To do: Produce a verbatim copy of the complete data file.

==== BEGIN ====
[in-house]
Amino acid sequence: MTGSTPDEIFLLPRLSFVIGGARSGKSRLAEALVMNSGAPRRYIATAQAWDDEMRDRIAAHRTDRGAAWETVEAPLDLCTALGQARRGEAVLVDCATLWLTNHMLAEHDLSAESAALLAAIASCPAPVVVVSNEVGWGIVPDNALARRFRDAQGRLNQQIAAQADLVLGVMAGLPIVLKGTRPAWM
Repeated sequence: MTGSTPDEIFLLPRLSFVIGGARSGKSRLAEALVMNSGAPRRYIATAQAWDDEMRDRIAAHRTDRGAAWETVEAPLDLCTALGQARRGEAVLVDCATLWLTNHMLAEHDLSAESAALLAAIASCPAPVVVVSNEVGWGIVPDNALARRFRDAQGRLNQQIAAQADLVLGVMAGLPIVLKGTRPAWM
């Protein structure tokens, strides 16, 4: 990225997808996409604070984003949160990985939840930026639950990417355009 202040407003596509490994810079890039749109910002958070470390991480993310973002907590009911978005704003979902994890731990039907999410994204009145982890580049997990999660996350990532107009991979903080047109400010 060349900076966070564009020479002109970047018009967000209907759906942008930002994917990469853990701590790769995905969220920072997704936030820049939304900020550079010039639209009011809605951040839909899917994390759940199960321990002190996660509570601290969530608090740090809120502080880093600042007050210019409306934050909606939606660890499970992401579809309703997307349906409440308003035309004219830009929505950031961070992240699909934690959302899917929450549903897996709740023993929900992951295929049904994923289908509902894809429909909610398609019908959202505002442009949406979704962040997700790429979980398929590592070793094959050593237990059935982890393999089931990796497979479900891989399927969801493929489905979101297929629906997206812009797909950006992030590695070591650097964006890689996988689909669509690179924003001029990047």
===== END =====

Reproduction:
[in-house]
Amino acid sequence: MTGSTPDEIFLLPRLSFVIGGARSGKSRLAEALVMNSGAPRRYIATAQAWDDEMRDRIAAHRTDRGAAWETVEAPLDLCTALGQARRGEAVLVDCATLWLTNHMLAEHDLSAESAALLAAIASCPAPVVVVSNEVGWGIVPDNALARRFRDAQGRLNQQIAAQADLVLGVMAGLPIVLKGTRPAWM
Repeated sequence: MTGSTPDEIFLLPRLSFVIGGARSGKSRLAEALVMNSGAPRRYIATAQAWDDEMRDRIAAHRTDRGAAWETVEAPLDLCTALGQARRGEAVLVDCATLWLTNHMLAEHDLSAESAALLAAIASCPAPVVVVSNEVGWGIVPDNALARRFRDAQGRLNQQIAAQADLVLGVMAGLPIVLKGTRPAWM
């Protein structure tokens, strides 16, 4: 990225997808996409604070984003949160990985939840930026639950990417355009 202040407003596509490994810079890039749109910002958070470390991480993310973002907590009911978005704003979902994890731990039907999410994204009145982890580049997990999660996350990532107009991979903080047109400010 060349900076966070564009020479002109970047018009967000209907759906942008930002994917990469853990701590790769995905969220920072997704936030820049939304900020550079010039639209009011809605951040839909899917994390759940199960321990002190996660509570601290969530608090740090809120502080880093600042007050210019409306934050909606939606660890499970992401579809309703997307349906409440308003035309004219830009929505950031961070992240699909934690959302899917929450549903897996709740023993929900992951295929049904994923289908509902894809429909909610398609019908959202505002442009949406979704962040997700790429979980398929590592070793094959050593237990059935982890393999089931990796497979479900891989399927969801493929489905979101297929629906997206812009797909950006992030590695070591650097964006890689996988689909669509690179924003001029990047």